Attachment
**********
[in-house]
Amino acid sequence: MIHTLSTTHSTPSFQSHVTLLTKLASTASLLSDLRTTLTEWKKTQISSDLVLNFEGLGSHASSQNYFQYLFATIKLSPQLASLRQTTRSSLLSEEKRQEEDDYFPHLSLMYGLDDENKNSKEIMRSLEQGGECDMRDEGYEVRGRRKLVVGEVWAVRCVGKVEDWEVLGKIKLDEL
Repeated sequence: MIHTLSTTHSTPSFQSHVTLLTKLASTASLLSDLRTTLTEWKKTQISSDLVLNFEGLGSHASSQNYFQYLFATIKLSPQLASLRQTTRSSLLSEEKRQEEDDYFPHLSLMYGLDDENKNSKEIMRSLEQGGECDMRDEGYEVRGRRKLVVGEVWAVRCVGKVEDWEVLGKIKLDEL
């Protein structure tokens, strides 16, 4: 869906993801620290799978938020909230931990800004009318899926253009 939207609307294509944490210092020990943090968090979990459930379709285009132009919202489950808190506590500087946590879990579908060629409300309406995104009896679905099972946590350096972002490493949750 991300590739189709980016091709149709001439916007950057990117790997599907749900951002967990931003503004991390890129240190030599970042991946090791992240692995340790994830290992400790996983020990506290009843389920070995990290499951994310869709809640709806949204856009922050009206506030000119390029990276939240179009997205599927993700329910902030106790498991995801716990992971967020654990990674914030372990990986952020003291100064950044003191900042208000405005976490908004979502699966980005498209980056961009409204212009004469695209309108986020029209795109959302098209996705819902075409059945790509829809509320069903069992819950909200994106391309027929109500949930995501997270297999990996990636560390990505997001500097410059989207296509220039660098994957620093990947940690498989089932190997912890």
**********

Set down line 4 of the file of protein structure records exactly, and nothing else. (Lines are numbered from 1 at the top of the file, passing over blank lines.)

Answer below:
């Protein structure tokens, strides 16, 4: 869906993801620290799978938020909230931990800004009318899926253009 939207609307294509944490210092020990943090968090979990459930379709285009132009919202489950808190506590500087946590879990579908060629409300309406995104009896679905099972946590350096972002490493949750 991300590739189709980016091709149709001439916007950057990117790997599907749900951002967990931003503004991390890129240190030599970042991946090791992240692995340790994830290992400790996983020990506290009843389920070995990290499951994310869709809640709806949204856009922050009206506030000119390029990276939240179009997205599927993700329910902030106790498991995801716990992971967020654990990674914030372990990986952020003291100064950044003191900042208000405005976490908004979502699966980005498209980056961009409204212009004469695209309108986020029209795109959302098209996705819902075409059945790509829809509320069903069992819950909200994106391309027929109500949930995501997270297999990996990636560390990505997001500097410059989207296509220039660098994957620093990947940690498989089932190997912890």